The Three Errors of the Logical Mind In Judging the Eternal

The human mind when confronted with the ultimate issues of existence wants to find a way to avoid the entire problem, confine itself to its daily round of cares and activities and dismiss the reality of the experience, or the reality underpinning the experience, of the Eternal.

Sri Aurobindo describes the issues thus: “Yet is there here a triple error, the error of making an unbridgeable gulf between the Absolute and the relative, the error of making too simple and rigid and extending too far the law of contradictions and the error of conceiving in terms of Time the genesis of things which have their origin and first habitat in the Eternal.”

it is so much simpler to deny the greater realities, to set up an absolute separation between human and divine, to turn everything into “black and white” when in fact, Reality goes far beyond the limits of logical reasoning and thus cannot be captured in these black and white terms.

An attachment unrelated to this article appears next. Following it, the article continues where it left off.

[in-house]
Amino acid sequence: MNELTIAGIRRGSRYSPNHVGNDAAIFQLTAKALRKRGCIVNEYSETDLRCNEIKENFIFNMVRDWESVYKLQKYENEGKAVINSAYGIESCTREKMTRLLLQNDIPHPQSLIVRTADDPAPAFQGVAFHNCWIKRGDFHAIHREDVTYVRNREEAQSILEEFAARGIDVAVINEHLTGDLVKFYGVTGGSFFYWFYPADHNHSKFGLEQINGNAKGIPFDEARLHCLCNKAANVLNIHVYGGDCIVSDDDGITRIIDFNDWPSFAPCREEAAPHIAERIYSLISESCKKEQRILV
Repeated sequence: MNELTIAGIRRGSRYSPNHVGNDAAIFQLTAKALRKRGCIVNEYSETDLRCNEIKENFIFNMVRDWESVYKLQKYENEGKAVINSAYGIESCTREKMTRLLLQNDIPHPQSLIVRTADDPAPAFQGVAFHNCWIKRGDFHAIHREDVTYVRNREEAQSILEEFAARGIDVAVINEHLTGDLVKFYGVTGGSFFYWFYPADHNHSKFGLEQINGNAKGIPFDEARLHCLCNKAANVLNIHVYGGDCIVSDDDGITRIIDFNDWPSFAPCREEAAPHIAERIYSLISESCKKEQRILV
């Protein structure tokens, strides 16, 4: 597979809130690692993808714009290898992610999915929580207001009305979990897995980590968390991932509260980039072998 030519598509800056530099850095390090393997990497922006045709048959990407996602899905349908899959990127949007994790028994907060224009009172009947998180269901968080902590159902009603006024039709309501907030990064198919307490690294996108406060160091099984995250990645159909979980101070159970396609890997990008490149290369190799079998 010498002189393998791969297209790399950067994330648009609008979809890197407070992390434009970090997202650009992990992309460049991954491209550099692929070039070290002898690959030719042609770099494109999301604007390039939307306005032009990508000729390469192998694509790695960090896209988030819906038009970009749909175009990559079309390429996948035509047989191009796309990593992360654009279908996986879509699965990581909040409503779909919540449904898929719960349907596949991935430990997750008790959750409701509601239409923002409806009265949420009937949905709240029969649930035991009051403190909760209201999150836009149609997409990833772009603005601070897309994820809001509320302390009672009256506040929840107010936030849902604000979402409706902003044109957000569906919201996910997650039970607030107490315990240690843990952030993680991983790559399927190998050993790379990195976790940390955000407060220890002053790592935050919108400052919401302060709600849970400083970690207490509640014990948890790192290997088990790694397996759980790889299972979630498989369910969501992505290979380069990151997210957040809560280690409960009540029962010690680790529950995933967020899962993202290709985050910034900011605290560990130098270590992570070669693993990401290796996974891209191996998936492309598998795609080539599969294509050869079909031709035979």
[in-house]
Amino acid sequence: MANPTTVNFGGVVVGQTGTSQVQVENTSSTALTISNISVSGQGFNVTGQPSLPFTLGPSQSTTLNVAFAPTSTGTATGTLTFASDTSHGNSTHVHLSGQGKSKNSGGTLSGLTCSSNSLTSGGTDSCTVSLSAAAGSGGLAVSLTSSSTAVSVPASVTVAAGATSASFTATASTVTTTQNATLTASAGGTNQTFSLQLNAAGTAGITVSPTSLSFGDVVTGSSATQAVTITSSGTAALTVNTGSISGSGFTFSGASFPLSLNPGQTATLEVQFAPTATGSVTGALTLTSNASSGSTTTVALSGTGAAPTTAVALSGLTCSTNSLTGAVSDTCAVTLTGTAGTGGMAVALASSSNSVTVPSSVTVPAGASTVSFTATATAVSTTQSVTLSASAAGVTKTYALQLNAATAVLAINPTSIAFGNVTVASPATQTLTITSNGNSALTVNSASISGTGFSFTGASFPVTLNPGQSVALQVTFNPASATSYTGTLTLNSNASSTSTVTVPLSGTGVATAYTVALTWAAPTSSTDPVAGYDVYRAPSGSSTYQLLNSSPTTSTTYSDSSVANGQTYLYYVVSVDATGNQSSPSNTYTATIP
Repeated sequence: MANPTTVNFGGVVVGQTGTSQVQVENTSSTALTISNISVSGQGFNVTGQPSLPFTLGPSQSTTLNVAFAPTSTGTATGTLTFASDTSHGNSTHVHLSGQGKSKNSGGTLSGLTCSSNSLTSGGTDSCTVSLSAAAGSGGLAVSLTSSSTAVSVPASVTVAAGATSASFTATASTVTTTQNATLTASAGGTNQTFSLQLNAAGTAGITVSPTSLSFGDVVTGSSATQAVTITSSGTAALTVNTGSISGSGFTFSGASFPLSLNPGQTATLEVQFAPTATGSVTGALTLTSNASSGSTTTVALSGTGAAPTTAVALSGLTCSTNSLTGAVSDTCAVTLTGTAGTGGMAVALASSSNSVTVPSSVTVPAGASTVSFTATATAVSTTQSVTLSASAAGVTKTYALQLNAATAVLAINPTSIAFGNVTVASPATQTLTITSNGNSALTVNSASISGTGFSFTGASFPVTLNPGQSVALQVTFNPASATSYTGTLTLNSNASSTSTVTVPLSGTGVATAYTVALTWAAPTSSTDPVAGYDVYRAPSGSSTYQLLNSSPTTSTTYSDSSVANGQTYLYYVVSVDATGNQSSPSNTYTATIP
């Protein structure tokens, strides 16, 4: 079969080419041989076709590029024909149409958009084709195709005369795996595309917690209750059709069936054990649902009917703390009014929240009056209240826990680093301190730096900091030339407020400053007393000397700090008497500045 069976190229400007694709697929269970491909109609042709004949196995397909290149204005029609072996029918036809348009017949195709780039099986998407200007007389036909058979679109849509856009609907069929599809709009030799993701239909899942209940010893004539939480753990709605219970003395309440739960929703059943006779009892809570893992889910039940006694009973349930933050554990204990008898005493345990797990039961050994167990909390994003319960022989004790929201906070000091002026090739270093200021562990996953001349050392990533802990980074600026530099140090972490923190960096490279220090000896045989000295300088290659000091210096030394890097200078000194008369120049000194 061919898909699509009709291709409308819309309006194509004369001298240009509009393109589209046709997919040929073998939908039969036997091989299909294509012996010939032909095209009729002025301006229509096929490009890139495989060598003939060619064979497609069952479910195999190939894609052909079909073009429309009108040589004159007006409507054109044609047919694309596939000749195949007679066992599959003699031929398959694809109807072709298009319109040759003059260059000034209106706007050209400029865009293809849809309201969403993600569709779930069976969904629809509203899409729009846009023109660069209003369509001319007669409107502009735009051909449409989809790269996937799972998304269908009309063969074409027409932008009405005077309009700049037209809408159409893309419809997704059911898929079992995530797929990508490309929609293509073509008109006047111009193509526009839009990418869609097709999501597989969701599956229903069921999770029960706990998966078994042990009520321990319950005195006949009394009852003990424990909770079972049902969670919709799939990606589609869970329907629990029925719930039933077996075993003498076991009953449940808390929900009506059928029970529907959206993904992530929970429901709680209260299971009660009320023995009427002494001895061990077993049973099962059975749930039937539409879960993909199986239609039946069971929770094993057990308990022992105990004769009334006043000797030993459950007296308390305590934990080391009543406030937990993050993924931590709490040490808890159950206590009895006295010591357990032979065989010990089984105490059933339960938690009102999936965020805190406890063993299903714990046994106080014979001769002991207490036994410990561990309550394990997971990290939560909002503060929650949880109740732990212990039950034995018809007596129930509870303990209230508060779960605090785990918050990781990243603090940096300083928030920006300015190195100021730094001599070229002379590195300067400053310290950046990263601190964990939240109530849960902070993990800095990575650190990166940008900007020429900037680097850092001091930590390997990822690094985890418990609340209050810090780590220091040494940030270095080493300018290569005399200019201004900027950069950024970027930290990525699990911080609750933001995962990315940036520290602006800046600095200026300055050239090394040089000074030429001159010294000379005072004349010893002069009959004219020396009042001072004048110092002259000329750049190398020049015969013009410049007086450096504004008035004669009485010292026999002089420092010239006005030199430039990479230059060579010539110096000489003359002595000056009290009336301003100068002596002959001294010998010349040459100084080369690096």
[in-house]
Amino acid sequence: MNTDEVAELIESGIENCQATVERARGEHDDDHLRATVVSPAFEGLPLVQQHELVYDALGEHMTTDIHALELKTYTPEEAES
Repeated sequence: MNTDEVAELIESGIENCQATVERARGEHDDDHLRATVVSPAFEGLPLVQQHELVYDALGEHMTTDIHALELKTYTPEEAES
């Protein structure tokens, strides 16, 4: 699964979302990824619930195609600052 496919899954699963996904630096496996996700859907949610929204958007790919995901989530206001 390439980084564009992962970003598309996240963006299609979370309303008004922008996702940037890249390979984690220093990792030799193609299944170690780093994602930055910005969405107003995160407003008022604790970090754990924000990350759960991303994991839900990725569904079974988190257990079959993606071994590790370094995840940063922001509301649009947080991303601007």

It is this trenchant logic of division that in fact leads to the two extremes with which we began this examination of the human aspiration: the materialist denial and the refusal of the ascetic. Each in their own way is guilty of trying to judge the Eternal in this kind of black and white way, creating a duality between Eternal and Temporal, between Reality and Illusion, between God and man, that in fact does not and cannot actually exist.

When confronted with logical contradictions, the human mind simply chooses one side or the other without seriously attempting to resolve these contradictions in the larger synthesis to which they must inevitably belong. For the material mind, wedded to the life we experience in the world, this means simply to deny access or meaning to the spiritual seeking, to deny any reality beyond what we see, experience and accept here; while for the spiritual mind, it means treating the world as an illusion and the only solution being to cut through this illusory existence and lose oneself in the ultimate unity of the transcendent.

The ultimate underlying error here, of course, is the attempt to judge the Eternal using the limited and partial powers of the human intellect. As Sri Aurobindo points out elsewhere: “When we have gone beyond all knowings, then we shall have Knowledge. The intellect is the helper, the intellect is the bar.”

reference: Sri Aurobindo, The Life Divine, Book 2, Part I, Chapter 3, The Eternal and the Individual, pp. 374-375 and Thoughts and Glimpses

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